Valladarez becomes citizen on anniversary date of her naturalization ceremony

Last updated: November 02. 2013 10:51AM - 1930 Views

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September 27 has marked a very special milestone in Venus Valladarez’s life. After taking a solemn oath at a naturalization ceremony, she became a citizen of the United States of America on that date this year.


Venus was raised in Monterrey, Mexico. When she left Mexico, she came to Altus in 2001 with her two daughters to join her husband Jose Valladarez, who had come earlier to work here and had become a citizen a long time ago. At that arrival, she didn’t speak any English. For a period of time, she participated in an ESL class at the Altus Adult Education program under the teaching of Ramona Jeffries.


For the past two years, Venus has worked in the Altus Public School System at Will Rogers Elementary as a custodian.


She wanted to learn the latest requirements to becoming a citizen, so she attended in January one of the “Citizenship 101” programs, sponsored by Great Plains Literacy Council and Southern Prairie Library System. She stated that having the USCIS Community Relations Officer Jesus Ramirez, who explained the process in Spanish and English, was understandable and encouraging. Then in April of this year, she came to the Altus Public Library and asked Bi-lingual Facilitator Aleida Burchett about studying for the citizenship test. Mrs. Burchett taught her for a few weeks and then asked volunteer tutor Steve Francis to tutor Mrs. Valladarez once a week over the government, history and civic curriculum.


After a few months of study, Venus made an application to the US Citizenship and Immigration Service. Finally, on July 19, 2013, she passed the test in Oklahoma City at the US Citizenship & Immigration Service office.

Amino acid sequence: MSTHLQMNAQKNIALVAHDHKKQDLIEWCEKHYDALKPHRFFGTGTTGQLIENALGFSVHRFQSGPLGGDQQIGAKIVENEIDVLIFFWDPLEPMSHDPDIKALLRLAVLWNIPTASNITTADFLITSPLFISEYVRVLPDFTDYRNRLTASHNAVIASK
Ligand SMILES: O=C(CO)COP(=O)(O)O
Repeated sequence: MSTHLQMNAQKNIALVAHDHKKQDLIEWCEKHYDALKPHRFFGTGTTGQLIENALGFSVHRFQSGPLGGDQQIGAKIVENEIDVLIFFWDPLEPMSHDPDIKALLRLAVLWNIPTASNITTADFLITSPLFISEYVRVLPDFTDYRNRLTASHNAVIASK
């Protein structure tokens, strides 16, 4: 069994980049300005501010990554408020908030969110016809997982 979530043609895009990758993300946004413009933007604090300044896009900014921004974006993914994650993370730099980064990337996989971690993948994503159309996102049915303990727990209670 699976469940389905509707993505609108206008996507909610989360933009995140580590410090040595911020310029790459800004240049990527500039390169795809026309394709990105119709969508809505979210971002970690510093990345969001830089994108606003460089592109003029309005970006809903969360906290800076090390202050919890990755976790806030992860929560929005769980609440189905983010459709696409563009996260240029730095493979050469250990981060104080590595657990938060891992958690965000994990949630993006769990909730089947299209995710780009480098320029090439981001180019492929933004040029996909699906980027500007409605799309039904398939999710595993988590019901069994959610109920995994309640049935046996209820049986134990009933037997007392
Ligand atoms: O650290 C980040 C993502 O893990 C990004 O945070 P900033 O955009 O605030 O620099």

This adult learner was one of the fortunate applicants to have the naturalization ceremony scheduled as the opening session of the International Festival in Lawton at the Elmer Thomas Park on Friday, September 27. Prior to the occasion, the Lawton Arts and Humanities Council hosted a reception at the Museum of the Great Plains, next to the park. Venus’s tutors Steve Francis and Aleida Burchett, along with her husband and their four daughters, were able to attend the festivities, where 13 immigrants were sworn in as new citizens.


“I love this country. Even though it costs lots of money, I am so thankful that the United States gives immigrants opportunities to be citizens,” summarized Mrs. Valladarez. At a later time, Mrs. Valladarez was honored at Will Rogers with a surprise reception by Principal Rita Beisel, a former GPLC Board member. Mrs. Beisel made the announcement of the citizenship achievement for Venus and all day long the staff and students congratulated her.

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